Politics, Philosophy and Economics 14 (3):270-290 (2015)
AbstractThis article asks whether states have a right to close their borders because of their right to self-determination, as proposed recently by Christopher Wellman, Michael Walzer, and others. It asks the fundamental question whether self-determination can, in even its most unrestricted form, support the exclusion of immigrants. I argue that the answer is no. To show this, I construct three different ways in which one might use the idea of self-determination to justify immigration restrictions and show that each of these arguments fails. My conclusion is that the nature and value of self-determination have to do with the conditions of genuine self-government, not membership of political society. Consequently, the demand for open borders is fully consistent with respect to self-determination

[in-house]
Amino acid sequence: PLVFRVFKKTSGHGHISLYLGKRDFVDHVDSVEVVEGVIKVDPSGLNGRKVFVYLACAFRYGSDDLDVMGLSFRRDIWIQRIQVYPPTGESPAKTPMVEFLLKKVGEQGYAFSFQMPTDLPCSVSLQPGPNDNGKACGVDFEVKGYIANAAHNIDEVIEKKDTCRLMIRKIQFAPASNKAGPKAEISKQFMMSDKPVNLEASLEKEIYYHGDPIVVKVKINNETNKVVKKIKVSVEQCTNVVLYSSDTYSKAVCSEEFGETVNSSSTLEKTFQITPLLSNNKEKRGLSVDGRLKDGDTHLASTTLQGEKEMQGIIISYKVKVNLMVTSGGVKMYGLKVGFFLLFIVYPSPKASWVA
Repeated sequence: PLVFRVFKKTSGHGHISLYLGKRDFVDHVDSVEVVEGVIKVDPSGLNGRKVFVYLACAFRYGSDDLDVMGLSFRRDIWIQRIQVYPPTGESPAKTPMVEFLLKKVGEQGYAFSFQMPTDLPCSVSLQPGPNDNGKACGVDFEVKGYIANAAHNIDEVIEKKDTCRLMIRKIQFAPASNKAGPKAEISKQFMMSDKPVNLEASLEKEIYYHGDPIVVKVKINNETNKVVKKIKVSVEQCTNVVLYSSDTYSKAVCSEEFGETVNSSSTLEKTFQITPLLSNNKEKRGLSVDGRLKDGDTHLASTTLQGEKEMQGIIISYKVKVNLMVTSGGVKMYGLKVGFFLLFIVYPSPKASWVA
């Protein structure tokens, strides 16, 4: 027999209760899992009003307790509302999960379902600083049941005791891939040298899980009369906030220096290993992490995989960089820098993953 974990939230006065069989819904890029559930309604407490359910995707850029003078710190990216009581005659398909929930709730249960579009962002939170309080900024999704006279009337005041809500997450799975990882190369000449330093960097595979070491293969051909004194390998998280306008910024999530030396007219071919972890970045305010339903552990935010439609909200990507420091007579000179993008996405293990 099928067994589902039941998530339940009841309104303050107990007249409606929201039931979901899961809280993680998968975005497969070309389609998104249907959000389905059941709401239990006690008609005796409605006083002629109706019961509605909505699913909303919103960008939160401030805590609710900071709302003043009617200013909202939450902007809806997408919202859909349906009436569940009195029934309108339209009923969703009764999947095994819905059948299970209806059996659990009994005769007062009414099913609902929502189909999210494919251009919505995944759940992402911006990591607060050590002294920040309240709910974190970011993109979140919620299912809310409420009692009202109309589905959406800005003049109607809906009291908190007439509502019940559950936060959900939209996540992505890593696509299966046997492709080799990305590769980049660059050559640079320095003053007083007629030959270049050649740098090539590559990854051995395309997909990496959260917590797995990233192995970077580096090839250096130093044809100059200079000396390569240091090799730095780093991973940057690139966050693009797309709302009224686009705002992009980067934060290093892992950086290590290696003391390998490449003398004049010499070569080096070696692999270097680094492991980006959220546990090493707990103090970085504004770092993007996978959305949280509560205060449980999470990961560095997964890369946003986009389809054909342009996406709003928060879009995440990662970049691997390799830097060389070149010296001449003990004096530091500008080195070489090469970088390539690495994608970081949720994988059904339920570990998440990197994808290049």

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Citations of this work
Justifying Resistance to Immigration Law: The Case of Mere Noncompliance.Caleb Yong - 2018 - Canadian Journal of Law and Jurisprudence 2 (31):459-481.
Immigration.Hrishikesh Joshi - forthcoming - In Matt Zwolinski & Benjamin Ferguson (eds.), Routledge Handbook of Libertarianism. Routledge.
Legitimate Exclusion of Would-Be Immigrants: A View from Global Ethics and the Ethics of International Relations.Enrique Camacho Beltran - 2019 - Social Sciences 8 (8):238.
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References found in this work
The Importance of What We Care About: Philosophical Essays.Harry G. Frankfurt - 1988 - Cambridge University Press.
Spheres of Justice: A Defense of Pluralism and Equality.Michael Walzer - 1983 - Journal of Business Ethics 4 (1):63-64.
The Significance of Free Will.Robert Kane - 1996 - Philosophical and Phenomenological Research 60 (1):129-134.